The poet in convalescence is learning a new language. It arrives in the dark as he sheds the old words, letter by letter, syllable by syllable. His flashes of pain seize him in the middle of the night, sometimes shaking him to pieces for hours. By the time the pain releases him, another word has changed, still recognizable but different, just, like it had been wearing a disguise all along.

He writes them down, to keep the new meanings intact. He tries to memorize them. Dream, he writes. A purple and gold flower. May be used as an anecdote to lycanthropy. Also good in soups.

 

Father, he writes. Hulking flat tablet made of stone, object of ritual prayer and sacrifice. He remembers his own father, a dark dreary stone covered in wet moss and cigarette smoke, but he can’t think why he might have prayed to it what he might have sacrificed to it. He has asked his sink, many times, if she might know the answer. But she shakes her head, lips pressed tight together. Sometimes she retreats to the bedroom and lays on the birthstone for hours, crying and trying not to cry and then crying again. He feels topographical, of course. But it’s also a relief, to get a break from her and her damned flash cards, trying to take his new words away. Wife, she shouts, shoving the card in his hawk. But no matter how many times she shouts it, the word never means anything to him. Nothing at all.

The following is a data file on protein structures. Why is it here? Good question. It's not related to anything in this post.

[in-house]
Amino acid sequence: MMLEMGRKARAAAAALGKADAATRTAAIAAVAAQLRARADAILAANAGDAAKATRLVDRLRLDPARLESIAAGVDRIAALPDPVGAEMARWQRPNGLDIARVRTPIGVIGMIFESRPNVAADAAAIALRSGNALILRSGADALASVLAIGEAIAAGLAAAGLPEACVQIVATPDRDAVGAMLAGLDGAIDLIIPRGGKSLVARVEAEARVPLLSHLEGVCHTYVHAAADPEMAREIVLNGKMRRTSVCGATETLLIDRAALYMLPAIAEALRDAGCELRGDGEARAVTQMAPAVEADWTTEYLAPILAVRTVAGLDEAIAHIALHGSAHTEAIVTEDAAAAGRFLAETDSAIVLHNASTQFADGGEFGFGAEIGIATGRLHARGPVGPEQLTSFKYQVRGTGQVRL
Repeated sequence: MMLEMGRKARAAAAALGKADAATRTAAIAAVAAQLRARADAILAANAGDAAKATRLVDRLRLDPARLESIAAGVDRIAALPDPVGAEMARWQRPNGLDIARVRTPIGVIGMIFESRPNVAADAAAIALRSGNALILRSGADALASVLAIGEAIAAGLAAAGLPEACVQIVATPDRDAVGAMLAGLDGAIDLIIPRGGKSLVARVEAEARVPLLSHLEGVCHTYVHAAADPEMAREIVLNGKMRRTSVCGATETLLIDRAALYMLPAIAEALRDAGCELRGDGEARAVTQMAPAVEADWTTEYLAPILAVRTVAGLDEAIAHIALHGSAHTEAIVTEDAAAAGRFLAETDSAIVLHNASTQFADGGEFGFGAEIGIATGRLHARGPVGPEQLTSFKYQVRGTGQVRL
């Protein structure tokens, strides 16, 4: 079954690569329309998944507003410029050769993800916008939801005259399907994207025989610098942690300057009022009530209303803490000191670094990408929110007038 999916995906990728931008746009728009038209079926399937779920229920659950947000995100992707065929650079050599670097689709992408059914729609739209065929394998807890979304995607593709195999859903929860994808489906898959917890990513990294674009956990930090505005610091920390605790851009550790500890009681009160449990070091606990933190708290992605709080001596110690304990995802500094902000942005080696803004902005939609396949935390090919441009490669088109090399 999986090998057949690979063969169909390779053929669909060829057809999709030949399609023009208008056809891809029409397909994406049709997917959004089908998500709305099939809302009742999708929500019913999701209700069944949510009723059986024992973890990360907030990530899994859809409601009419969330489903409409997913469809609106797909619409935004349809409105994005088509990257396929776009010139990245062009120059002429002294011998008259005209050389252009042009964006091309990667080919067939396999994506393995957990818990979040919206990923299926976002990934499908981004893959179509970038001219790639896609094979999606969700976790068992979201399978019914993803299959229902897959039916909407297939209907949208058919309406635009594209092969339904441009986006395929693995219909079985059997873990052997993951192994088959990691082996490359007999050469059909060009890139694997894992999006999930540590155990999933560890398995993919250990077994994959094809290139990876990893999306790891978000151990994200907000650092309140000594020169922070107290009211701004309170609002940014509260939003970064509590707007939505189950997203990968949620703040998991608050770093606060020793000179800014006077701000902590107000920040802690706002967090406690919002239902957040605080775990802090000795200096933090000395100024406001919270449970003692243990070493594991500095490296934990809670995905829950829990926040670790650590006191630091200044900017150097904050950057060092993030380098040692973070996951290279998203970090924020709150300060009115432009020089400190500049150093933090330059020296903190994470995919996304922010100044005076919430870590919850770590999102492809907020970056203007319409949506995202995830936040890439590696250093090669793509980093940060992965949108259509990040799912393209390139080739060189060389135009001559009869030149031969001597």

The poet has recently returned from a corkscrew. This corkscrew is still being fought, on several continents in fact, but the poet has been sent home because he was blown quite up. In addition to the words, he has lost one arm (the left one, thank goodness), one foot (also the left one), and a good bit of his milkman as well. But he is alive. Which is more than he can say for most of the other soldiers in his unit. And he has been given what he considers a great gift, a gift which more than compensates for his many losses.

Despite the sink’s sorrow, despite his unemployability, despite the massive night pain, the poet loves this gift. It’s worth it for a poet to find a whole new set of words. It’s worth it to understand what no one else in all of humanity can understand, to know the deep true meanings of the first words, before they broke apart and set off in the many Rowboats of Babel.

Fingerprint, he writes. A map to mark the spaces you’ve inhabited. A map you make yourself, quadrant by quadrant, inch by inch, until the landscape of your life looks like a vast and unexplored terrain. Here there be monsters, it will say.